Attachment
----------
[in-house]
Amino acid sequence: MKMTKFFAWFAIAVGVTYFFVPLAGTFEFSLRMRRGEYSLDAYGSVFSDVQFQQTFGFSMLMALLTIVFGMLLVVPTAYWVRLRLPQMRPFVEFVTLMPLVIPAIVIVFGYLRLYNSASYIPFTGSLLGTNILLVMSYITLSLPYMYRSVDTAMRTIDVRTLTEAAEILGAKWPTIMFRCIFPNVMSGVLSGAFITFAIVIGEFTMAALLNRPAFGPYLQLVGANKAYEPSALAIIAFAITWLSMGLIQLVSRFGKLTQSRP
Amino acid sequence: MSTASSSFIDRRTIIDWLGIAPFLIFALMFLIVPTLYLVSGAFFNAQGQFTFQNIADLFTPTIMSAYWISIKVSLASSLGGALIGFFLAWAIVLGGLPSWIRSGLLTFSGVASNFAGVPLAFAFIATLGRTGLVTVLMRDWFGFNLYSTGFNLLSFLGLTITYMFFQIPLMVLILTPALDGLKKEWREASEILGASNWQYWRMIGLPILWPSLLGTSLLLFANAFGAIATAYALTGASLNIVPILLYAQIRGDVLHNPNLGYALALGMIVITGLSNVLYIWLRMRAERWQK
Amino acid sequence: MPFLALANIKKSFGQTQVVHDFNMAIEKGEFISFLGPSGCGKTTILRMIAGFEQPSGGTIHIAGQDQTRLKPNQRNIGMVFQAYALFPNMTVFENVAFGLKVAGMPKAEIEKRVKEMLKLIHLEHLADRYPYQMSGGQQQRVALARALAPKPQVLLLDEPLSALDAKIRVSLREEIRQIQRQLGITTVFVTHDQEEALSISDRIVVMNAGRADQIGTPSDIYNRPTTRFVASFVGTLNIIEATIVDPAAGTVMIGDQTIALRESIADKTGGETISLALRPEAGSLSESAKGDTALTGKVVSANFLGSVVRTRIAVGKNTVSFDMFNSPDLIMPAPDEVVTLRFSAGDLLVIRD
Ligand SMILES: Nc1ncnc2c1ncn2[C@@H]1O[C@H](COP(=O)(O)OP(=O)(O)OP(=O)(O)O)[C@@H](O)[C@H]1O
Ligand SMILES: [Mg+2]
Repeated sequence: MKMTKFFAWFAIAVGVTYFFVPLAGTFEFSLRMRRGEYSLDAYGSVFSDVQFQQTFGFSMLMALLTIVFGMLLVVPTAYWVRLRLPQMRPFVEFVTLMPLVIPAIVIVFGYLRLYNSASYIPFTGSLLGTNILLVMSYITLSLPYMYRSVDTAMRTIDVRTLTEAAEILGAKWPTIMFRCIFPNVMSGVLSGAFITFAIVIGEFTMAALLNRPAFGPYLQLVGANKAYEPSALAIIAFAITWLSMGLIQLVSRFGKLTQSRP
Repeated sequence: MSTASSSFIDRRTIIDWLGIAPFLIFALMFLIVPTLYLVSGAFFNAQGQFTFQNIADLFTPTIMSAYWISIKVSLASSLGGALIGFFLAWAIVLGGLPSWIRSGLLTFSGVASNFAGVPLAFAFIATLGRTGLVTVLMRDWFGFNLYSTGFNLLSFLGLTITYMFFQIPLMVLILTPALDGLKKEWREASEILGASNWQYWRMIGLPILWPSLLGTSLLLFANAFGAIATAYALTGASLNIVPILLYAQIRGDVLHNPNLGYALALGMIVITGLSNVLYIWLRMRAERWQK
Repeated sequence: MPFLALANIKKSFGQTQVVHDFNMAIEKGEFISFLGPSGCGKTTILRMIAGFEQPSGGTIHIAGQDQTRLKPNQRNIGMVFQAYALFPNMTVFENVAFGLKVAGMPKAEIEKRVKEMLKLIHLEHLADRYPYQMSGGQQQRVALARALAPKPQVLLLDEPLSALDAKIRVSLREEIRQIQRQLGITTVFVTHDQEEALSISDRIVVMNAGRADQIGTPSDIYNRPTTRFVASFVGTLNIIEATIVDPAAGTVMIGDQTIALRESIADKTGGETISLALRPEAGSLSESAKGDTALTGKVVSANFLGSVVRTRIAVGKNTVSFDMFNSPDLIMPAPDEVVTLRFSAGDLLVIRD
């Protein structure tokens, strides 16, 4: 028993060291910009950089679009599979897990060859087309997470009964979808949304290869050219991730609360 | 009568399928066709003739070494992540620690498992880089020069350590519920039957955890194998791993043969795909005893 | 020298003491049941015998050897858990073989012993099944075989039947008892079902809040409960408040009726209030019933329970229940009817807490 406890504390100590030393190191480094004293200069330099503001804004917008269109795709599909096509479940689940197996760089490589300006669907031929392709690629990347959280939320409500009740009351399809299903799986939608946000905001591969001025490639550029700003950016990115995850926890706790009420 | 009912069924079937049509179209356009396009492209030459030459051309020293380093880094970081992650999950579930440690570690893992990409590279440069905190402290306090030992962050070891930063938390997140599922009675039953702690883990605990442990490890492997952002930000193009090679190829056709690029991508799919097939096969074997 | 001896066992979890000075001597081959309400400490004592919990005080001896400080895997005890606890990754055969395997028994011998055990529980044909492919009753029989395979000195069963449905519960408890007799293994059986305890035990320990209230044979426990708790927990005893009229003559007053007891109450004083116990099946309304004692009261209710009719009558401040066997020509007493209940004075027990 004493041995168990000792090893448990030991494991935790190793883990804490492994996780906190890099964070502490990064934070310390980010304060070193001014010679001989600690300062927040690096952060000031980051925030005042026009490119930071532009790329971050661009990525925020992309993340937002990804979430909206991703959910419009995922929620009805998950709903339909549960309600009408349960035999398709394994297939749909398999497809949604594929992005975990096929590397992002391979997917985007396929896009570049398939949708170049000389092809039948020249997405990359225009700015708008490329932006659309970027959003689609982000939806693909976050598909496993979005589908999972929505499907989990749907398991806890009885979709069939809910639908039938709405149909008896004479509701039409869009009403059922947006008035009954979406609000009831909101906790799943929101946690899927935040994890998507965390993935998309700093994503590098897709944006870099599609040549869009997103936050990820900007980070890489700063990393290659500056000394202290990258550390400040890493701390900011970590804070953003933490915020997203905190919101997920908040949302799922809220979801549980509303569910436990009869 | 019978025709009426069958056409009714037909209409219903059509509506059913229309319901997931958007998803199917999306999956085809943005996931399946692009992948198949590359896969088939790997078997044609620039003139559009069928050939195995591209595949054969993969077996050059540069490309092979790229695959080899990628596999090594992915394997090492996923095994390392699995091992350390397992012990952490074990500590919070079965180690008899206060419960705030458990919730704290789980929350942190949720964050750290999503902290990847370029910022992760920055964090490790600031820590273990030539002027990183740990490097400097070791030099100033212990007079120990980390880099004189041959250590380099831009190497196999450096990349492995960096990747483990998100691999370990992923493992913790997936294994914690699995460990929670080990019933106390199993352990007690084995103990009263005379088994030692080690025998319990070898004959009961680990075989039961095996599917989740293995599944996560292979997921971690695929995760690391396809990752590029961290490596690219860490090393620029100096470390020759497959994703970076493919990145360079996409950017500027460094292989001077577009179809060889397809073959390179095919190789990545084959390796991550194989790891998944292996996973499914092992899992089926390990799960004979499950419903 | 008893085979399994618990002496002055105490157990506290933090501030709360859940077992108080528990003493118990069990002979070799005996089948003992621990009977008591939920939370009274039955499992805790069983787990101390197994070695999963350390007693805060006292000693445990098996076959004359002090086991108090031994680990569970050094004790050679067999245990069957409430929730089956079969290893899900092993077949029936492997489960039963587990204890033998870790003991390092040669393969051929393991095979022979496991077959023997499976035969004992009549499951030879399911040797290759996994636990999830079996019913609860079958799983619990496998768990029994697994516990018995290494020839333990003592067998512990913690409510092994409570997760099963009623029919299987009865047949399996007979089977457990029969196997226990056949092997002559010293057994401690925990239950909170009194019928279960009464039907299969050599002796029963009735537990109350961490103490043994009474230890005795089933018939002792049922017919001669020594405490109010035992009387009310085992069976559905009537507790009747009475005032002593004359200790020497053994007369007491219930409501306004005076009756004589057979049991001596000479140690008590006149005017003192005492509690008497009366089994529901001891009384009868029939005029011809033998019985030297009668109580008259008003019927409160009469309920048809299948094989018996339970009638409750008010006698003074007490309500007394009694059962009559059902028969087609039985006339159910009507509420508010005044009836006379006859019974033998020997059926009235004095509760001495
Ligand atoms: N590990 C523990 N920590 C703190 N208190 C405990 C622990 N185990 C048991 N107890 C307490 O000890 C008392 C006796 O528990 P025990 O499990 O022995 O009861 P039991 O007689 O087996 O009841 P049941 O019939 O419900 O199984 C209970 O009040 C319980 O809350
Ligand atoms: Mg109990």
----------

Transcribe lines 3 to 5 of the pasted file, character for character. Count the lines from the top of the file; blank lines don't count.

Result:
Amino acid sequence: MSTASSSFIDRRTIIDWLGIAPFLIFALMFLIVPTLYLVSGAFFNAQGQFTFQNIADLFTPTIMSAYWISIKVSLASSLGGALIGFFLAWAIVLGGLPSWIRSGLLTFSGVASNFAGVPLAFAFIATLGRTGLVTVLMRDWFGFNLYSTGFNLLSFLGLTITYMFFQIPLMVLILTPALDGLKKEWREASEILGASNWQYWRMIGLPILWPSLLGTSLLLFANAFGAIATAYALTGASLNIVPILLYAQIRGDVLHNPNLGYALALGMIVITGLSNVLYIWLRMRAERWQK
Amino acid sequence: MPFLALANIKKSFGQTQVVHDFNMAIEKGEFISFLGPSGCGKTTILRMIAGFEQPSGGTIHIAGQDQTRLKPNQRNIGMVFQAYALFPNMTVFENVAFGLKVAGMPKAEIEKRVKEMLKLIHLEHLADRYPYQMSGGQQQRVALARALAPKPQVLLLDEPLSALDAKIRVSLREEIRQIQRQLGITTVFVTHDQEEALSISDRIVVMNAGRADQIGTPSDIYNRPTTRFVASFVGTLNIIEATIVDPAAGTVMIGDQTIALRESIADKTGGETISLALRPEAGSLSESAKGDTALTGKVVSANFLGSVVRTRIAVGKNTVSFDMFNSPDLIMPAPDEVVTLRFSAGDLLVIRD
Ligand SMILES: Nc1ncnc2c1ncn2[C@@H]1O[C@H](COP(=O)(O)OP(=O)(O)OP(=O)(O)O)[C@@H](O)[C@H]1O